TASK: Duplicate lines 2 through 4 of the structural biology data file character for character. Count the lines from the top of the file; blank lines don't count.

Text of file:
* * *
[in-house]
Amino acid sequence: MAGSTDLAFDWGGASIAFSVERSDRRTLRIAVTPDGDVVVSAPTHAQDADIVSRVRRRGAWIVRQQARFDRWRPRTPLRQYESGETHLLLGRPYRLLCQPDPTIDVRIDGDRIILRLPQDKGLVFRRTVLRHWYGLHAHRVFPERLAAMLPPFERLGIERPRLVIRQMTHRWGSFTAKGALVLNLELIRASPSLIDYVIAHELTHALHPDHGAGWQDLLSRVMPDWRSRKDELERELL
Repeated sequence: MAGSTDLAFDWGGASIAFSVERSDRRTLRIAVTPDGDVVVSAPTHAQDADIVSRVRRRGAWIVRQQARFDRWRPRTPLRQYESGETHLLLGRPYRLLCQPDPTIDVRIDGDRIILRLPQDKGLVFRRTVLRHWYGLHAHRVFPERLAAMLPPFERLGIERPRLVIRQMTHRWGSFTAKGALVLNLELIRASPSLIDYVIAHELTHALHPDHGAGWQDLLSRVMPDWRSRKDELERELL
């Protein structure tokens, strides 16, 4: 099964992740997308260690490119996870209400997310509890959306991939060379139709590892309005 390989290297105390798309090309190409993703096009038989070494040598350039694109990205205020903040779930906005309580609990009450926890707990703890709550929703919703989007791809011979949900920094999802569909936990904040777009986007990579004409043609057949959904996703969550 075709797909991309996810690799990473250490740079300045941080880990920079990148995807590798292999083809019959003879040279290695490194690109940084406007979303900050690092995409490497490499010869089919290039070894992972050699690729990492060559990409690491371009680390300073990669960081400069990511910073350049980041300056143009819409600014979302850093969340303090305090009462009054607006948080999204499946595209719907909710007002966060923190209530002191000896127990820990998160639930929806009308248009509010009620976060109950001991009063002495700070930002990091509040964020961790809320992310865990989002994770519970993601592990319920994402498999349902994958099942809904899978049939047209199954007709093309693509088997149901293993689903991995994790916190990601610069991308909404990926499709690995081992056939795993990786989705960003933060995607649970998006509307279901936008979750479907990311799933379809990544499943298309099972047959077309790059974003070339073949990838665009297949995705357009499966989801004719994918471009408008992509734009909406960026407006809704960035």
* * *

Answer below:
Amino acid sequence: MAGSTDLAFDWGGASIAFSVERSDRRTLRIAVTPDGDVVVSAPTHAQDADIVSRVRRRGAWIVRQQARFDRWRPRTPLRQYESGETHLLLGRPYRLLCQPDPTIDVRIDGDRIILRLPQDKGLVFRRTVLRHWYGLHAHRVFPERLAAMLPPFERLGIERPRLVIRQMTHRWGSFTAKGALVLNLELIRASPSLIDYVIAHELTHALHPDHGAGWQDLLSRVMPDWRSRKDELERELL
Repeated sequence: MAGSTDLAFDWGGASIAFSVERSDRRTLRIAVTPDGDVVVSAPTHAQDADIVSRVRRRGAWIVRQQARFDRWRPRTPLRQYESGETHLLLGRPYRLLCQPDPTIDVRIDGDRIILRLPQDKGLVFRRTVLRHWYGLHAHRVFPERLAAMLPPFERLGIERPRLVIRQMTHRWGSFTAKGALVLNLELIRASPSLIDYVIAHELTHALHPDHGAGWQDLLSRVMPDWRSRKDELERELL
């Protein structure tokens, strides 16, 4: 099964992740997308260690490119996870209400997310509890959306991939060379139709590892309005 390989290297105390798309090309190409993703096009038989070494040598350039694109990205205020903040779930906005309580609990009450926890707990703890709550929703919703989007791809011979949900920094999802569909936990904040777009986007990579004409043609057949959904996703969550 075709797909991309996810690799990473250490740079300045941080880990920079990148995807590798292999083809019959003879040279290695490194690109940084406007979303900050690092995409490497490499010869089919290039070894992972050699690729990492060559990409690491371009680390300073990669960081400069990511910073350049980041300056143009819409600014979302850093969340303090305090009462009054607006948080999204499946595209719907909710007002966060923190209530002191000896127990820990998160639930929806009308248009509010009620976060109950001991009063002495700070930002990091509040964020961790809320992310865990989002994770519970993601592990319920994402498999349902994958099942809904899978049939047209199954007709093309693509088997149901293993689903991995994790916190990601610069991308909404990926499709690995081992056939795993990786989705960003933060995607649970998006509307279901936008979750479907990311799933379809990544499943298309099972047959077309790059974003070339073949990838665009297949995705357009499966989801004719994918471009408008992509734009909406960026407006809704960035």